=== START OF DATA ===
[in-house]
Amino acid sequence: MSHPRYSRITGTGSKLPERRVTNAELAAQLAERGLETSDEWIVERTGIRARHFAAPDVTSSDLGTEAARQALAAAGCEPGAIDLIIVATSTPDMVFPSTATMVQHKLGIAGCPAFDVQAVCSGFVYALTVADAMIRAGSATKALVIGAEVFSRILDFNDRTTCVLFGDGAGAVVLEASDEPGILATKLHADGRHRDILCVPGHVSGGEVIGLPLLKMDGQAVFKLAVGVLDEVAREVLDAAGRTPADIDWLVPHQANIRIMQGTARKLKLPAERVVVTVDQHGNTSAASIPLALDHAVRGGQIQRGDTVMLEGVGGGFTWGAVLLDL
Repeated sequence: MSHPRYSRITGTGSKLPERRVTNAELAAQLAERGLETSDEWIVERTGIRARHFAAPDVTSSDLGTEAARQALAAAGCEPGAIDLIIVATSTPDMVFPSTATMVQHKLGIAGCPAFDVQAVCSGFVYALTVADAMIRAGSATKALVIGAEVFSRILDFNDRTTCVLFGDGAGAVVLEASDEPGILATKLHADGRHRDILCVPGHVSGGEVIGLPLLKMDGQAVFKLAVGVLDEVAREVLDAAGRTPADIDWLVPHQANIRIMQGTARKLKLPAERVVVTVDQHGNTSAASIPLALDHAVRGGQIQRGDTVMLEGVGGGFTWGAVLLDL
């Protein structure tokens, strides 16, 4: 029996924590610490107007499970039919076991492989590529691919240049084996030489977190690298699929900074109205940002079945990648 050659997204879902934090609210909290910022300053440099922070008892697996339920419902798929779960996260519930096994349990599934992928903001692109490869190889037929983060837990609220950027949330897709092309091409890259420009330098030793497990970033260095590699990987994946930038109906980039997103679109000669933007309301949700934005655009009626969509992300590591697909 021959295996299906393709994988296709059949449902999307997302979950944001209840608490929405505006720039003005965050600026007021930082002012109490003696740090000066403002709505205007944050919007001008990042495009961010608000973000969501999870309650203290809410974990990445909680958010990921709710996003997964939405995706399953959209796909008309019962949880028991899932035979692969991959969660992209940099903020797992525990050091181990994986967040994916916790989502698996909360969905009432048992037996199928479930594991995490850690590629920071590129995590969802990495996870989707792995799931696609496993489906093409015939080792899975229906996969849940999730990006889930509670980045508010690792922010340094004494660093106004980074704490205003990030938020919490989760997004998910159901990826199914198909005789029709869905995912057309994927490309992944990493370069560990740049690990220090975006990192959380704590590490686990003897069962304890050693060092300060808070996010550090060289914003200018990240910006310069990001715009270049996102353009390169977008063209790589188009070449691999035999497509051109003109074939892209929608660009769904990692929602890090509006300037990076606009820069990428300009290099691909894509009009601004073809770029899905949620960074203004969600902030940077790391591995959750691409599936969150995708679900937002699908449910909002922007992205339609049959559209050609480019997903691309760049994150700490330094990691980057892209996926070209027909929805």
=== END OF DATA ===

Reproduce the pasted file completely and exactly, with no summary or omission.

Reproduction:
[in-house]
Amino acid sequence: MSHPRYSRITGTGSKLPERRVTNAELAAQLAERGLETSDEWIVERTGIRARHFAAPDVTSSDLGTEAARQALAAAGCEPGAIDLIIVATSTPDMVFPSTATMVQHKLGIAGCPAFDVQAVCSGFVYALTVADAMIRAGSATKALVIGAEVFSRILDFNDRTTCVLFGDGAGAVVLEASDEPGILATKLHADGRHRDILCVPGHVSGGEVIGLPLLKMDGQAVFKLAVGVLDEVAREVLDAAGRTPADIDWLVPHQANIRIMQGTARKLKLPAERVVVTVDQHGNTSAASIPLALDHAVRGGQIQRGDTVMLEGVGGGFTWGAVLLDL
Repeated sequence: MSHPRYSRITGTGSKLPERRVTNAELAAQLAERGLETSDEWIVERTGIRARHFAAPDVTSSDLGTEAARQALAAAGCEPGAIDLIIVATSTPDMVFPSTATMVQHKLGIAGCPAFDVQAVCSGFVYALTVADAMIRAGSATKALVIGAEVFSRILDFNDRTTCVLFGDGAGAVVLEASDEPGILATKLHADGRHRDILCVPGHVSGGEVIGLPLLKMDGQAVFKLAVGVLDEVAREVLDAAGRTPADIDWLVPHQANIRIMQGTARKLKLPAERVVVTVDQHGNTSAASIPLALDHAVRGGQIQRGDTVMLEGVGGGFTWGAVLLDL
């Protein structure tokens, strides 16, 4: 029996924590610490107007499970039919076991492989590529691919240049084996030489977190690298699929900074109205940002079945990648 050659997204879902934090609210909290910022300053440099922070008892697996339920419902798929779960996260519930096994349990599934992928903001692109490869190889037929983060837990609220950027949330897709092309091409890259420009330098030793497990970033260095590699990987994946930038109906980039997103679109000669933007309301949700934005655009009626969509992300590591697909 021959295996299906393709994988296709059949449902999307997302979950944001209840608490929405505006720039003005965050600026007021930082002012109490003696740090000066403002709505205007944050919007001008990042495009961010608000973000969501999870309650203290809410974990990445909680958010990921709710996003997964939405995706399953959209796909008309019962949880028991899932035979692969991959969660992209940099903020797992525990050091181990994986967040994916916790989502698996909360969905009432048992037996199928479930594991995490850690590629920071590129995590969802990495996870989707792995799931696609496993489906093409015939080792899975229906996969849940999730990006889930509670980045508010690792922010340094004494660093106004980074704490205003990030938020919490989760997004998910159901990826199914198909005789029709869905995912057309994927490309992944990493370069560990740049690990220090975006990192959380704590590490686990003897069962304890050693060092300060808070996010550090060289914003200018990240910006310069990001715009270049996102353009390169977008063209790589188009070449691999035999497509051109003109074939892209929608660009769904990692929602890090509006300037990076606009820069990428300009290099691909894509009009601004073809770029899905949620960074203004969600902030940077790391591995959750691409599936969150995708679900937002699908449910909002922007992205339609049959559209050609480019997903691309760049994150700490330094990691980057892209996926070209027909929805």